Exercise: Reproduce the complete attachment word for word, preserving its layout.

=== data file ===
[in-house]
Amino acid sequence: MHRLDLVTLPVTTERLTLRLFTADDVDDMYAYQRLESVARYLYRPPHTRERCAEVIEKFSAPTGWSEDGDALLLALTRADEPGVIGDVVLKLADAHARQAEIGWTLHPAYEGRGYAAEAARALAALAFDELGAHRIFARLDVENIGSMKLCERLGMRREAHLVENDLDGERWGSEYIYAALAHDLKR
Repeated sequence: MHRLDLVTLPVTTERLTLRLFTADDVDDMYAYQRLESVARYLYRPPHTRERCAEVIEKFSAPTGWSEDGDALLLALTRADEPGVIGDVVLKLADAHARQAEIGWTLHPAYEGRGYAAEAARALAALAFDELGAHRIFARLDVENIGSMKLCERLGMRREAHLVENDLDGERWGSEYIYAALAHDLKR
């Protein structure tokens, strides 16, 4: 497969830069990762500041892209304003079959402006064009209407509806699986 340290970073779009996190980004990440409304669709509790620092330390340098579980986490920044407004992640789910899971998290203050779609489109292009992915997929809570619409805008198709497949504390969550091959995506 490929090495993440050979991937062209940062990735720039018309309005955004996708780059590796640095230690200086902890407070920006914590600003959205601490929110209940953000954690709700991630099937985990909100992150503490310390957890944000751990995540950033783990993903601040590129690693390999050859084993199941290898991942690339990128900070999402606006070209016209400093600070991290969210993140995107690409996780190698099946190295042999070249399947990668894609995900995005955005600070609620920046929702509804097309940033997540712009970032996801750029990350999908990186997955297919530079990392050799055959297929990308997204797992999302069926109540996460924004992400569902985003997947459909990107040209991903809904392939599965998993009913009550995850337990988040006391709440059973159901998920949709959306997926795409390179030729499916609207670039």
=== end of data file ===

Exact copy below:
[in-house]
Amino acid sequence: MHRLDLVTLPVTTERLTLRLFTADDVDDMYAYQRLESVARYLYRPPHTRERCAEVIEKFSAPTGWSEDGDALLLALTRADEPGVIGDVVLKLADAHARQAEIGWTLHPAYEGRGYAAEAARALAALAFDELGAHRIFARLDVENIGSMKLCERLGMRREAHLVENDLDGERWGSEYIYAALAHDLKR
Repeated sequence: MHRLDLVTLPVTTERLTLRLFTADDVDDMYAYQRLESVARYLYRPPHTRERCAEVIEKFSAPTGWSEDGDALLLALTRADEPGVIGDVVLKLADAHARQAEIGWTLHPAYEGRGYAAEAARALAALAFDELGAHRIFARLDVENIGSMKLCERLGMRREAHLVENDLDGERWGSEYIYAALAHDLKR
């Protein structure tokens, strides 16, 4: 497969830069990762500041892209304003079959402006064009209407509806699986 340290970073779009996190980004990440409304669709509790620092330390340098579980986490920044407004992640789910899971998290203050779609489109292009992915997929809570619409805008198709497949504390969550091959995506 490929090495993440050979991937062209940062990735720039018309309005955004996708780059590796640095230690200086902890407070920006914590600003959205601490929110209940953000954690709700991630099937985990909100992150503490310390957890944000751990995540950033783990993903601040590129690693390999050859084993199941290898991942690339990128900070999402606006070209016209400093600070991290969210993140995107690409996780190698099946190295042999070249399947990668894609995900995005955005600070609620920046929702509804097309940033997540712009970032996801750029990350999908990186997955297919530079990392050799055959297929990308997204797992999302069926109540996460924004992400569902985003997947459909990107040209991903809904392939599965998993009913009550995850337990988040006391709440059973159901998920949709959306997926795409390179030729499916609207670039």